Two counties deal with traffic woes
By SUSAN THURSTON
© St. Petersburg Times, published May 4, 2001
CROSS CREEK -- Hillsborough and Pasco counties are teaming up for the first time to tackle transportation problems affecting people from New Tampa and Wesley Chapel who rely on Bruce B. Downs Boulevard.
Residents and government planners met Tuesday night in New Tampa to talk about ways to reduce congestion as people pack new subdivisions on both sides of the county line.
"If we don't work together in forming the infrastructure, we're all going to suffer," said Jim Davison of Hunter's Green.
Many New Tampa residents have blamed Pasco County motorists for contributing to traffic problems on Bruce B. Downs. Pasco County residents, in turn, say New Tampa has not helped them attract new jobs that would prevent people from having to drive south to work each day.
"We don't have an economic development council. We are a bedroom community," said Russ Miller, who heads the Wesley Chapel Chamber of Commerce. "We need some good solid businesses."
Forming the New Tampa transportation working group offered all parties a chance to voice their views, said Pat Bean, Hillsborough's deputy county administrator, who led the meeting. The idea came up during a town hall meeting last year in New Tampa.
"Let's look at each other eye to eye and let's see what the problems are," she said.
In recent years home buyers have flocked to communities such as Meadow Pointe so they can commute to Tampa while paying Pasco's lower property taxes. Many shop in the Hillsborough County side of New Tampa and take advantage of government services, including the library.
Representatives from both counties said thinking beyond borders and cooperating on shared issues, including roads, are essential toward solving problems.
"County Line Road has to be considered invisible," said Don Nevins, chairman of the New Tampa Transportation Task Force.
Pasco County activist Jennifer Seney said both counties must coordinate transportation and development plans to avoid sprawl. Hillsborough County also needs to recognize that Pasco prefers to stay more rural, she said.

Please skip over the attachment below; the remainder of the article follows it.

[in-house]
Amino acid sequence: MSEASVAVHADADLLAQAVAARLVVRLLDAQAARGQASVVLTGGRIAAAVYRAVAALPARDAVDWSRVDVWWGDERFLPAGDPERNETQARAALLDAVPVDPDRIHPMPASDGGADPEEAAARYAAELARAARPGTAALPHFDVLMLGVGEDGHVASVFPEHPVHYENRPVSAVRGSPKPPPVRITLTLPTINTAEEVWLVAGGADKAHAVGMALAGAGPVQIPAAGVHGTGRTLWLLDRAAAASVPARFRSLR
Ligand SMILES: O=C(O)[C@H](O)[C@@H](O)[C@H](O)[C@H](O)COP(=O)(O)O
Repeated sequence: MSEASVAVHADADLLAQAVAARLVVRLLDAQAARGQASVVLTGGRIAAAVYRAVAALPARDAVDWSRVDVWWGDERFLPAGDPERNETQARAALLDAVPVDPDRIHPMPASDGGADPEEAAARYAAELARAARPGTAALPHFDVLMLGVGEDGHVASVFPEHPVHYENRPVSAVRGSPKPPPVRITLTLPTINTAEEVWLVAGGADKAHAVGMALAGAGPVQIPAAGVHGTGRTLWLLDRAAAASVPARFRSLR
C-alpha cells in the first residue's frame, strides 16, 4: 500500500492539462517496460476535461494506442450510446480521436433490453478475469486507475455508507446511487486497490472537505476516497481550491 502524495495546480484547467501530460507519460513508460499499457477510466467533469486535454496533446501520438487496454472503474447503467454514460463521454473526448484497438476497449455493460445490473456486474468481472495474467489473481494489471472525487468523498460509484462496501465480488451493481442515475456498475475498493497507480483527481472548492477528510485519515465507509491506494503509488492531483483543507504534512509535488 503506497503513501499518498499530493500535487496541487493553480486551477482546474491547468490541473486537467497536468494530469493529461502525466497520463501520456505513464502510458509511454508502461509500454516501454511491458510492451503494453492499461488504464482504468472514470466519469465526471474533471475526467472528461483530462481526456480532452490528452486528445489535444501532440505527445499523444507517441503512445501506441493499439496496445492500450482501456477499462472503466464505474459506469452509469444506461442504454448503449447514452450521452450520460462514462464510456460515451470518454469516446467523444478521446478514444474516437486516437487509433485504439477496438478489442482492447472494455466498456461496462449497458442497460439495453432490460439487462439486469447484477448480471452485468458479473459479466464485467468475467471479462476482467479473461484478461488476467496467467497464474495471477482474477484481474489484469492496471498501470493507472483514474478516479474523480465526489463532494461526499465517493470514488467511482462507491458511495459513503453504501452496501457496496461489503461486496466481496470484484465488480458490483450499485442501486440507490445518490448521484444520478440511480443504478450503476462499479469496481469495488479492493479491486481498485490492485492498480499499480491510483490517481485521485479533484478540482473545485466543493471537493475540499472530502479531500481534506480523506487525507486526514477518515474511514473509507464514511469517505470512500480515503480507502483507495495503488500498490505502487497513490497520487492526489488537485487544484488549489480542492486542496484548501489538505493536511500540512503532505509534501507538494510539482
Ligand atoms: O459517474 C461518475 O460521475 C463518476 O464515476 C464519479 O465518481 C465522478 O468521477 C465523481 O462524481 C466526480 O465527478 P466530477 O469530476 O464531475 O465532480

"We don't want Raymond James Stadium in the middle of our county," she said. "We are not yuppies. We're not urbanites. We have citrus and cattle farms."
Frank Margarella of Hunter's Green said that for any plans to work, Pasco County must take a more active role in transportation-related issues affecting both areas. Past efforts have failed because Pasco has not stayed involved or educated about projects, he said.
"I can see the passion of Pasco County, but I don't see the representation," he said.
The group agreed to create a map over the next several weeks showing which developments have been approved in each county and what transportation improvements are planned. The committee will meet again in late July or August.
Elton Smith, Tampa's transportation manager, said the parties must follow through on agreed upon road connections, regardless of market and political pressures. Previous plans collapsed largely because developers could not sell commercial centers, and instead built residential neighborhoods that did not have adequate roads.
"This is a massive area with very few connectors," said Smith, who remembers when Bruce B. Downs ended at the county line. "We're stringing it all on Bruce B. Downs, and it doesn't work."
- Susan Thurston can be reached at (813) 226-3463.
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